Give your split test a name and add some notes about the test, such as details of what you plan to change. That’ll be useful later, especially if you run a lot of split tests.
Click the Create Split Test button.
Then, choose the element you want to modify. Remember, there will only be ONE change for each variant. Otherwise, you won’t know what worked.
Give it some time, then check your dashboard to see what results you get.
When you have a clear winner, click the “Make Primary” button so all your visitors see that version of your opt-in campaign.
Learn more in our tutorial on creating a split test in OptinMonster.
Of course, split testing is an ongoing process for most marketers, so you’ll likely run lots of tests to optimize everything you can – and then you’ll start again.
How to Run Split Tests with Google Optimize
Google has a free A/B testing tool called “Google Optimize.” As with all Google products, you log in with Google to set up your Google Optimize account.
Then, you need to set up a container, which is Google-speak for a collection of configuration information for your website.
You also need a Google Analytics account so you can link Optimize to your existing Analytics web properties.
Next, install the Google Optimize code on your website.
If you use WordPress, you can easily add Optimize to your site with the MonsterInsights Google Optimize addon – no need to edit any code or hire a developer.
Now, here’s how you create a split test with Google Optimize.
Once you’re logged in, click the container name for your website, then tap the “Create Experiment” button.
Give your experiment a name and enter the name of the webpage you want to test.
Choose the type of test you want to run. In addition to A/B tests, Google Optimize lets you run redirect and multivariate tests.
Click the “Create” button.
Next, go to the test details page, where you’ll add variants, objectives, and targeting.
Google will prompt you to install the Google Optimize extension for Chrome, which you’ll need for on-screen experiment editing.
Click on the element you want to edit, and you’ll get a drop-down menu of options. In this test, we edited the headline. Here’s the original:
And here’s the variant:
Click Done » Save » Done to save your variant and return to the Optimize dashboard. You’ll notice that Google Optimize has automatically divided your traffic in half.
Next, set an objective for the test. This is one of the goals you’ve already set in Google Analytics. Since you can only have a limited number of goals in a single Analytics view, you may need to set up additional views with their own goals in Analytics to make it easier to run multiple tests.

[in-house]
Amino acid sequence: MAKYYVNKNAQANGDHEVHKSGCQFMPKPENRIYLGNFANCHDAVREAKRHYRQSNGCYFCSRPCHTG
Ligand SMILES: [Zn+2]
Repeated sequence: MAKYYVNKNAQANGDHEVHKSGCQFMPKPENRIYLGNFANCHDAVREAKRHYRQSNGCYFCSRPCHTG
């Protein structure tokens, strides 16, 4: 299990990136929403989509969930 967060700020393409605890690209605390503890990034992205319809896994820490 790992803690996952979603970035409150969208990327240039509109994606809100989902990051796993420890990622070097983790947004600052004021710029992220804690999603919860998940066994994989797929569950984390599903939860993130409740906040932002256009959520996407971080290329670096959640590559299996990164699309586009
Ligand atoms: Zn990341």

Include a description of your test and results in the space provided, then save the test. Once you’re happy with what you’ve entered, click the “Start Experiment” button to run your split test.
Depending on your site’s traffic, you’ll want to run your experiment for at least a couple of weeks or until you have measurable results. As the screenshot below shows, it’s too early to measure results for this Google Optimize test. We’ll talk more about that below when we cover split testing best practices in the next section.
Split Testing Best Practices
Here are some additional tips for successful split testing.
First, make sure you’re testing the right pages and elements. That’s why it’s so important to collect data. When you have analytics data, you’ll know which pages help people take action and convert, and which don’t.
If a page has no impact on conversions, why bother testing it? On the other hand, if there’s a page that most people visit before buying, then that’s definitely worth testing and improving.
If you’re planning to test multiple pages, then prioritize the ones with the greatest potential to affect leads and sales.
You need to run your split test long enough and have the right A/B testing sample size to get reliable results.
In a nutshell, the lower your traffic, the longer you need to run your split test.
Visual Website Optimizer has a calculator for working out the reliability of your data based on visitor numbers and conversions:
It’s also important to measure how sure you are that making a change will bring results, called the confidence rating. This should be at least 95%.
When split testing, make sure you’re comparing like with like.
For example, when testing opt-in campaigns, there’s little point in comparing a welcome gate with an exit-intent popup because they do different things and visitors see them at different times. Instead, compare two versions of your welcome gate or two versions of your exit-intent popup.
Finally, the more you test, the more improvements you can make. Each successful test gives you a new baseline from which to run a new test.
Here’s one of our favorite split testing examples:
Social Media Examiner split tested its opt-in forms regularly to increase its subscribers by 250,000, a 66% increase in daily subscriber signups. The site continued tweaking to see what other improvements it could engineer.
8 Split Testing Tools
In addition to Google Optimize and OptinMonster’s built-in split testing tool, there are several other A/B testing tools you can use to run a split test, including:
- Visual Website Optimizer
- ABPress Optimizer
- Title Experiments (here’s a tutorial)
Now you know why it’s important to split test your opt-in campaigns and web pages and how to do it so you can improve your marketing based on data, and not guesswork.